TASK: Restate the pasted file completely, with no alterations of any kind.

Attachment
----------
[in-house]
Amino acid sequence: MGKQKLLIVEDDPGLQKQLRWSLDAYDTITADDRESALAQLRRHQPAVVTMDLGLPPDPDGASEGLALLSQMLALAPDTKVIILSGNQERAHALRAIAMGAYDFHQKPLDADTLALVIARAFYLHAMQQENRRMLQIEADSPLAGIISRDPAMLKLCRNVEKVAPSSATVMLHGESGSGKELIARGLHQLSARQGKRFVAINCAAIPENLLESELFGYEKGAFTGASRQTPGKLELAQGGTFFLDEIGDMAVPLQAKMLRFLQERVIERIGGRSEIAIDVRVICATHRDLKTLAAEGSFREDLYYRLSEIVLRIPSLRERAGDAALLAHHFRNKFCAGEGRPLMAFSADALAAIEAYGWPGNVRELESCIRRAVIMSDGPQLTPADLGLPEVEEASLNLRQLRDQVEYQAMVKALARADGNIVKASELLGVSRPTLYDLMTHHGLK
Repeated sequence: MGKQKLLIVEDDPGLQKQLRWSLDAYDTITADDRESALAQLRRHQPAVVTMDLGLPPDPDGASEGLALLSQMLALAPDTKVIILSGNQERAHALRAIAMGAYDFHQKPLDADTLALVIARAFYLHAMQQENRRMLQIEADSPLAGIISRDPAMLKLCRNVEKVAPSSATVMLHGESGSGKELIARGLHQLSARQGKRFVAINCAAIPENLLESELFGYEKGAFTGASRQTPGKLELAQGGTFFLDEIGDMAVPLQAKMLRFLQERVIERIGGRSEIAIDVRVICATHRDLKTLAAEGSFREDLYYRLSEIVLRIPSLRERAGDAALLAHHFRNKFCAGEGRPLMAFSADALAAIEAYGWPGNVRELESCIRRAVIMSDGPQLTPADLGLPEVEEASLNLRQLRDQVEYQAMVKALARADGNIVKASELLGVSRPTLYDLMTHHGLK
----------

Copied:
[in-house]
Amino acid sequence: MGKQKLLIVEDDPGLQKQLRWSLDAYDTITADDRESALAQLRRHQPAVVTMDLGLPPDPDGASEGLALLSQMLALAPDTKVIILSGNQERAHALRAIAMGAYDFHQKPLDADTLALVIARAFYLHAMQQENRRMLQIEADSPLAGIISRDPAMLKLCRNVEKVAPSSATVMLHGESGSGKELIARGLHQLSARQGKRFVAINCAAIPENLLESELFGYEKGAFTGASRQTPGKLELAQGGTFFLDEIGDMAVPLQAKMLRFLQERVIERIGGRSEIAIDVRVICATHRDLKTLAAEGSFREDLYYRLSEIVLRIPSLRERAGDAALLAHHFRNKFCAGEGRPLMAFSADALAAIEAYGWPGNVRELESCIRRAVIMSDGPQLTPADLGLPEVEEASLNLRQLRDQVEYQAMVKALARADGNIVKASELLGVSRPTLYDLMTHHGLK
Repeated sequence: MGKQKLLIVEDDPGLQKQLRWSLDAYDTITADDRESALAQLRRHQPAVVTMDLGLPPDPDGASEGLALLSQMLALAPDTKVIILSGNQERAHALRAIAMGAYDFHQKPLDADTLALVIARAFYLHAMQQENRRMLQIEADSPLAGIISRDPAMLKLCRNVEKVAPSSATVMLHGESGSGKELIARGLHQLSARQGKRFVAINCAAIPENLLESELFGYEKGAFTGASRQTPGKLELAQGGTFFLDEIGDMAVPLQAKMLRFLQERVIERIGGRSEIAIDVRVICATHRDLKTLAAEGSFREDLYYRLSEIVLRIPSLRERAGDAALLAHHFRNKFCAGEGRPLMAFSADALAAIEAYGWPGNVRELESCIRRAVIMSDGPQLTPADLGLPEVEEASLNLRQLRDQVEYQAMVKALARADGNIVKASELLGVSRPTLYDLMTHHGLK